Review: “Breast Cancer: Reduce Your Risk With Foods You Love” by Robert Pendergrast, MD

One of my lovely subscribers sent me a book last week (thank you Jeri!) which she said I had to read.  I love that!  I learn so much from my subscribers, it’s truly a wonderful two-way flow of communication.

The book was “Breast Cancer: Reduce Your Risk With Foods You Love” written by Dr Robert Pendergrast, whose pediatric background didn’t stop him from having a passion for giving people hope that you CAN indeed prevent breast cancer, not only through the foods you eat, but offering many other prevention tips as well.   

I was anxious to learn whether Dr Pendergrast had uncovered anything I wasn’t already teaching via my blog articles, e-book and newsletters, but it looks like we are in complete agreement.  Although I didn’t uncover anything new in his book, I loved the passion with which he wrote it, it contains plenty of great information about diet (including soy, cruciferous vegetables, fish, flaxseed oil, healthy spices, medicinal mushrooms, berries, dark green leafy vegetables and all sorts of tea), he discusses the foods to avoid, environmental toxins, diet during treatments, and all sorts of other good things.  I loved that he also included information about mind-body medicine, spirituality, and stressed the importance of looking after both body and mind, which is my focus and passion too.

Tending Our Gardens

My favorite part of the book is towards the end.  Dr Pendergrast had a beautiful way of describing human health as a vegetable garden: “You’d like your garden to produce several different kinds of food (e.g. heart health. digestive health, mental health and feminine health), and you’d like to avoid the place being grown over by weeds (e.g. cancers) which choke out the other healthy plants.”  He says we need to start with healthy soil (e.g. nutrients for the plants), the right amount of water, avoiding chemicals, getting plenty of sunlight plus some shade to avoid overheating, having lots of plant variety (since disease is more likely to overtake a garden where only one crop is planted), planting the seeds in the garden at the right time, and trusting the wisdom of the earth to bring them up at the right time, then tending to the garden (pulling weeds, squashing pests, getting some exercise in that garden by virtue of hard work), then when the plants are ready for harvest, you get them into the kitchen and get “cookin with gratitude”!  Nice metaphors, and I will leave you to your own devices as to how to interpret them for yourself.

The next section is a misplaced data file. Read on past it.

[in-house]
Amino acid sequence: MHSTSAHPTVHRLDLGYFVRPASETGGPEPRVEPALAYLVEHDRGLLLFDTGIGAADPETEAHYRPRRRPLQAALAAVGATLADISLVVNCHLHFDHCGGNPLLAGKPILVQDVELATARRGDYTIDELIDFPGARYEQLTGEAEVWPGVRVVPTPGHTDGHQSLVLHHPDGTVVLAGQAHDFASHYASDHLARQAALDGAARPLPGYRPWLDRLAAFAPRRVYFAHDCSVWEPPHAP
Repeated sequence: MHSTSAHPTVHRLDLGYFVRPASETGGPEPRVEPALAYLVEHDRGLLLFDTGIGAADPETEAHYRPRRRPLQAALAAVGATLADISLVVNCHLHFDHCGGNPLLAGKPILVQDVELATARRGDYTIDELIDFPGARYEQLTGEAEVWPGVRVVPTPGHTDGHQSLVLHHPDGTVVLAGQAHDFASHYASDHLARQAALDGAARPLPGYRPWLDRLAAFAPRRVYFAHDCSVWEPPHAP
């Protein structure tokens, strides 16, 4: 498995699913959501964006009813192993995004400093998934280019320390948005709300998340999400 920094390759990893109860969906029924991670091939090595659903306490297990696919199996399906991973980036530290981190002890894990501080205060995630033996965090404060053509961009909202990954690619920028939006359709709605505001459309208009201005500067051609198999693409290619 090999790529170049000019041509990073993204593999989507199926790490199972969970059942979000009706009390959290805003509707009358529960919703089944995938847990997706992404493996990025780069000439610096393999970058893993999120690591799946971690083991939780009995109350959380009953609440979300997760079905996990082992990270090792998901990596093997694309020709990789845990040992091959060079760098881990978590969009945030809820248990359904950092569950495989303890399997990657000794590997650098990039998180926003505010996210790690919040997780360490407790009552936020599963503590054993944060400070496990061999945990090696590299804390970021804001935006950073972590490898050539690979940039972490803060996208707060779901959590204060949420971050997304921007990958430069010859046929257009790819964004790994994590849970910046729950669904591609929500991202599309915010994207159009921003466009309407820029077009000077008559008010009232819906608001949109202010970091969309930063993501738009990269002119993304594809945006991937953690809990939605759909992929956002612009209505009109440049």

It’s a nice book, well written, and full of great information and I have it in my Amazon shop for your convenience.  I’ve also included it on my Recommended Reading page.

If you would like my help with getting through breast cancer in an inspiring and ultra-healthy way, please sign up for my free e-newsletters and e-book on the right, or “like” me on Facebook (  It is my honor and my goal to help you through this so that you emerge from breast cancer feeling better than before, thriving!


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